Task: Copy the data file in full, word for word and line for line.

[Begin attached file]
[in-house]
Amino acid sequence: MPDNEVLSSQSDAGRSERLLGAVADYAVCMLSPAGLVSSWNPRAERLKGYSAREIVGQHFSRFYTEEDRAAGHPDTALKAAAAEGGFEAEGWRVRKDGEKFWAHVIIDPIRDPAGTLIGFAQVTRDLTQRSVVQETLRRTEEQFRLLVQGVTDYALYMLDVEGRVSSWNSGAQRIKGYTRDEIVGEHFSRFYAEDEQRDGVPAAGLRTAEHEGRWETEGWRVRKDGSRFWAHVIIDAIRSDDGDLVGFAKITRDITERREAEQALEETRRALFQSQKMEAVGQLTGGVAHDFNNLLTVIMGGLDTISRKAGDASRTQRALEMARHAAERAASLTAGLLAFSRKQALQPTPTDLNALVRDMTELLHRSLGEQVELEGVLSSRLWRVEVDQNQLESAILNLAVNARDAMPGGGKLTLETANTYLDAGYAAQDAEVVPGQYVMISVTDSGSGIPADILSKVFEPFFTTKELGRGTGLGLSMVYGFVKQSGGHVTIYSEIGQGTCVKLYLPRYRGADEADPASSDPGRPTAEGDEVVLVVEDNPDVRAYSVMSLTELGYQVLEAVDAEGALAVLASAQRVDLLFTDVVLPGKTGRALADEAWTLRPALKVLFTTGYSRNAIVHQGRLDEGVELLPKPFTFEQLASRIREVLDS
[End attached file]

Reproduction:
[in-house]
Amino acid sequence: MPDNEVLSSQSDAGRSERLLGAVADYAVCMLSPAGLVSSWNPRAERLKGYSAREIVGQHFSRFYTEEDRAAGHPDTALKAAAAEGGFEAEGWRVRKDGEKFWAHVIIDPIRDPAGTLIGFAQVTRDLTQRSVVQETLRRTEEQFRLLVQGVTDYALYMLDVEGRVSSWNSGAQRIKGYTRDEIVGEHFSRFYAEDEQRDGVPAAGLRTAEHEGRWETEGWRVRKDGSRFWAHVIIDAIRSDDGDLVGFAKITRDITERREAEQALEETRRALFQSQKMEAVGQLTGGVAHDFNNLLTVIMGGLDTISRKAGDASRTQRALEMARHAAERAASLTAGLLAFSRKQALQPTPTDLNALVRDMTELLHRSLGEQVELEGVLSSRLWRVEVDQNQLESAILNLAVNARDAMPGGGKLTLETANTYLDAGYAAQDAEVVPGQYVMISVTDSGSGIPADILSKVFEPFFTTKELGRGTGLGLSMVYGFVKQSGGHVTIYSEIGQGTCVKLYLPRYRGADEADPASSDPGRPTAEGDEVVLVVEDNPDVRAYSVMSLTELGYQVLEAVDAEGALAVLASAQRVDLLFTDVVLPGKTGRALADEAWTLRPALKVLFTTGYSRNAIVHQGRLDEGVELLPKPFTFEQLASRIREVLDS